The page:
Creamy Filling

Developer commentary

(The video distortion clears up around 0:14)

Pause Problem

Noticed a problem that when the direction pad was pressed, sometimes the cursor would not move until the pad was pressed multiple times.  Increased the PAUSE_FRAMES to 360 (6 seconds at 60 fps) to make this obvious to help with debugging the problem.  The PAUSE_FRAMES constant is the number of frames to wait before moving the cursor again, if the directional button his held down.  The pause value should be set back to zero after a direction button is released, because the cursor should be moved immediately when the button is first pressed down.  As I mentioned in my previous post, the pause value is necessary to keep the cursor from zipping across the screen (moving one cell for each frame).

Used this article to add text to the game, which allowed me to print out the pause value.  Found that I needed to check if the velocity was non-zero before doing the bounds checking for moving the cursor.  The velocity should be non-zero if the cursor is moving.  An x velocity of -1 means the cursor is moving left and 1 means the cursor is moving right.  A y velocity of -1 means the cursor is moving up and -1 means the cursor is moving down.  When the pause value hits zero, then the velocities are added to the cursor’s row and column values.  The problem was that it was doing the bounds checking even if the velocity was zero, then moving the cursor using a zero velocity value, and then setting the pause value back to the PAUSE_FRAMES value.  Therefore, the pause value was continually being set back to the maximum value.  Fixing that problem, along with setting the pause value to zero on direction button released got the cursor working properly.  Set PAUSE_FRAMES value back to 10, so that it doesn’t wait 6 seconds to move the cursor when a direction button is held down.

Filling the Wires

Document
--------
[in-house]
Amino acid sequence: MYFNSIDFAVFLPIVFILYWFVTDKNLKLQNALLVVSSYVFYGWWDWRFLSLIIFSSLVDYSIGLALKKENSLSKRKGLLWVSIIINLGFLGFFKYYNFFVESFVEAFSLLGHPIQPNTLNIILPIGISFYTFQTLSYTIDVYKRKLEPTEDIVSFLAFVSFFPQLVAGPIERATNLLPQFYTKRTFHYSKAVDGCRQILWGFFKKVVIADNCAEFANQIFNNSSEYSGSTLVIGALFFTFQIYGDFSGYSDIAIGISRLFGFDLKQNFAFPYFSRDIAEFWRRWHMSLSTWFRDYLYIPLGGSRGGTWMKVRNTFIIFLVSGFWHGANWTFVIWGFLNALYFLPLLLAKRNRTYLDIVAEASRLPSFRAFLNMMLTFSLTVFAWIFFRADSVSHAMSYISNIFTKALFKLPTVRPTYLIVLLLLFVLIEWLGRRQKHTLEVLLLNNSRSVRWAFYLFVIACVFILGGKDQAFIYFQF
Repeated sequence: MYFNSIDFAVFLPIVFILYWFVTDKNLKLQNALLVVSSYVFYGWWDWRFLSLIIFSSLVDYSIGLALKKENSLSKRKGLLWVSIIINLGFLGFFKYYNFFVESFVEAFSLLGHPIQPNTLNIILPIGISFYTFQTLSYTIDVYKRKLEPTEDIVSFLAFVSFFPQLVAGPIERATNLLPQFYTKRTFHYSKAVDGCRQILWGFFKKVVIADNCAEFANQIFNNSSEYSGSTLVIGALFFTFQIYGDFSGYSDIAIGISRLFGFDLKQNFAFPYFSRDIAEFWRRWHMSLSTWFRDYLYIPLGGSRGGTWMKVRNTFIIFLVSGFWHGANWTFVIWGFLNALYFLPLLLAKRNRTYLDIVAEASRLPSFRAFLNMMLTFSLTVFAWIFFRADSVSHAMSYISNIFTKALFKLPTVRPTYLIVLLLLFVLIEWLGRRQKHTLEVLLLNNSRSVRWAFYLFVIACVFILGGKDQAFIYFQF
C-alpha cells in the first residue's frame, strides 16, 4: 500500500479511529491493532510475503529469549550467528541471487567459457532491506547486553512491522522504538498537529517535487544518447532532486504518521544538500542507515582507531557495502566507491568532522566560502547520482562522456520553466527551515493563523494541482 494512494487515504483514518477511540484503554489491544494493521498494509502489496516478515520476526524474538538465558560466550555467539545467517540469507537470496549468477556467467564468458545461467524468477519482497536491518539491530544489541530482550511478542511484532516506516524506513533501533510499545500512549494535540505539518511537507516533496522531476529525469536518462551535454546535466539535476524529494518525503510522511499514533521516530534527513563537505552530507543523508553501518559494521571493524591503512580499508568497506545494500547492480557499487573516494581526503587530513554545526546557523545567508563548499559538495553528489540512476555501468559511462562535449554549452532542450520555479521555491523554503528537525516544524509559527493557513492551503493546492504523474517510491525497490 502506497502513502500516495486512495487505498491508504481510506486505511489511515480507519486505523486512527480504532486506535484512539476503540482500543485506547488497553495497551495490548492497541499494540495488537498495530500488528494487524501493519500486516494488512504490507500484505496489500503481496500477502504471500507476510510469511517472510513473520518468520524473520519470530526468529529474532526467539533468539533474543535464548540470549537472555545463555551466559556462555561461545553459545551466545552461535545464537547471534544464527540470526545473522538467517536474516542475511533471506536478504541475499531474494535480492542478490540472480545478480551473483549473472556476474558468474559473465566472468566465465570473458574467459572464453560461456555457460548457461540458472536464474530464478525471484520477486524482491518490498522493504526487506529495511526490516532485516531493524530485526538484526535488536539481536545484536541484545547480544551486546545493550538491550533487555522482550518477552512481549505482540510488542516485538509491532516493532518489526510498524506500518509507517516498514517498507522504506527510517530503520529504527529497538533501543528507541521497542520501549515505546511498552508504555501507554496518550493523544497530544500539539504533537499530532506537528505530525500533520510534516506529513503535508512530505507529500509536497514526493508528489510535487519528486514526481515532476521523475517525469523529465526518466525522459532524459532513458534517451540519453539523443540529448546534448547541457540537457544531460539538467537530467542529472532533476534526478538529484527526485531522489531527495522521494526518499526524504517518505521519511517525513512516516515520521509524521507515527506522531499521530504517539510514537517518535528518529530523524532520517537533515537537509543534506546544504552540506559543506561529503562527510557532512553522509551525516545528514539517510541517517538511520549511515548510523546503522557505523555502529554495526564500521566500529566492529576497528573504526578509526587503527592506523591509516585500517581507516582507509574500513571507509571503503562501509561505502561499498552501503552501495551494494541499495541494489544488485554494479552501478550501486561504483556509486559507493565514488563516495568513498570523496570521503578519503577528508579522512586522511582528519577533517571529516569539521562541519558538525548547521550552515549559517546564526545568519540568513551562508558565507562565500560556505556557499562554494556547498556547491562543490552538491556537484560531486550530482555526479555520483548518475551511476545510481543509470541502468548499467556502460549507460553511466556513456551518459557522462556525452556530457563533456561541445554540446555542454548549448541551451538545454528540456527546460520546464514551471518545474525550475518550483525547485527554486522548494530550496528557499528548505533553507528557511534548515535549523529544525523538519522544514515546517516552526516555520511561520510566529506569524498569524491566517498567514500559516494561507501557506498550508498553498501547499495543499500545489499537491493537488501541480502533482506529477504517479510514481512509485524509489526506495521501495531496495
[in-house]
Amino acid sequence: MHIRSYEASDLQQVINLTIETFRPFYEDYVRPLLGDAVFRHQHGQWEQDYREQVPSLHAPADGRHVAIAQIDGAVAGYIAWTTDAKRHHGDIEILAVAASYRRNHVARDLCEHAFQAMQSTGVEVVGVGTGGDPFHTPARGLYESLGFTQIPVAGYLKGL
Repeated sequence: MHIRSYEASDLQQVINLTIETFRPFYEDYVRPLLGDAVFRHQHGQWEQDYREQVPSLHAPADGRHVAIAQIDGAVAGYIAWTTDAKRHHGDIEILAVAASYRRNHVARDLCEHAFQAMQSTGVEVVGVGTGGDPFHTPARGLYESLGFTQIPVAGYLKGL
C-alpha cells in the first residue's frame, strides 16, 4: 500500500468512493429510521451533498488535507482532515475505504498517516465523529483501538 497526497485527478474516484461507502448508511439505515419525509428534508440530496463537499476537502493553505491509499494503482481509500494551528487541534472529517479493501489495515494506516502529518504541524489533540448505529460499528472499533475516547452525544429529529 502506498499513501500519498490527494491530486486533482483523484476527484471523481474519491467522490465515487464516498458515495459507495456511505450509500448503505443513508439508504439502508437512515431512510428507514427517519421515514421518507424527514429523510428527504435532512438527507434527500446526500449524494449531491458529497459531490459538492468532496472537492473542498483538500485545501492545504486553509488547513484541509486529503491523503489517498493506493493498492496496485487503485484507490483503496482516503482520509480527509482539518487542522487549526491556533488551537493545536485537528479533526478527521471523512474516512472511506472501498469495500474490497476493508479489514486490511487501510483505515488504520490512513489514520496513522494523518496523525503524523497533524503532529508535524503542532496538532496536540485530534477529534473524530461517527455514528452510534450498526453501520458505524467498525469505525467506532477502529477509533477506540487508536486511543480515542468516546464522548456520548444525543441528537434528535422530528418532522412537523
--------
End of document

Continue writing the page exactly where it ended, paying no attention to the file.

Added a variable in the GameLevel class to track how many frames to wait until filling the first piece on the board.   Also added variables to define the start cell (where the flow begins) and end cell (must be connected to win).

Created new images for filled wires and resistors, which will be overlayed on top of the objects on the game board.  Hopefully, I can specify just a portion of the sprite to blit on top of the existing piece, so I can give the appearance of the piece filling, using the piece’s fill value.  I made these overlays white, so that I can programmatically change the color using the color parameter of the SpriteBatch draw method.  For now, I am just displaying the I-wire as the default piece, and I overlay the I-wire fill using the yellow parameter to designate a filled wire.  The starting piece is currently set to row 0 column 5.  I could change the starting location for each level, or make the starting location random.


I changed the SpriteFont variable to an array of SpriteFonts, so that multiple fonts can be easily defined and used.  Currently, I’m passing the SpriteBatch object, textures (sprite) array, and font array to each object that needs to draw itself.  It may have been simpler to just have those defined as public variables (or use getter methods) so that any object that needs to draw can obtain it from the main ResistorGame object.  However, then every object that needs to draw would need a reference to the ResistorGame object, so it may be more efficient to just create a GameContent object which holds all of the textures and fonts, which could be passed to each drawable object.

After I got the filling to work for the first piece, I had another decision to make.  Once a piece has been filled, should the piece call beginFill on its neighbors?  In order to do that, then the current piece would need a reference to all of the adjacent (neighbor) pieces.  Alternatively, the GameLevel could check for all pieces that have been filled, and then start filling the neighbors of those pieces.  In that case, the GameLevel would need to keep track of the filled/unfilled status of each piece before calling update.  That sounded like the simplest solution, so that is the approach that I took.  For testing purposes now, a piece will fill all of its neighbors (north, south, east, west).  I will start checking for the actual output side variables soon.  I created a fillAdjacentPieces method in the GameLevel class, which takes the current piece’s row and column as paramters, and begins filling the adjacent pieces.  Each piece now displays its fill value in green and Elex value in blue in the cell.  A check has also been added to ensure that a piece is not being added to a cell that is already occupied (not null).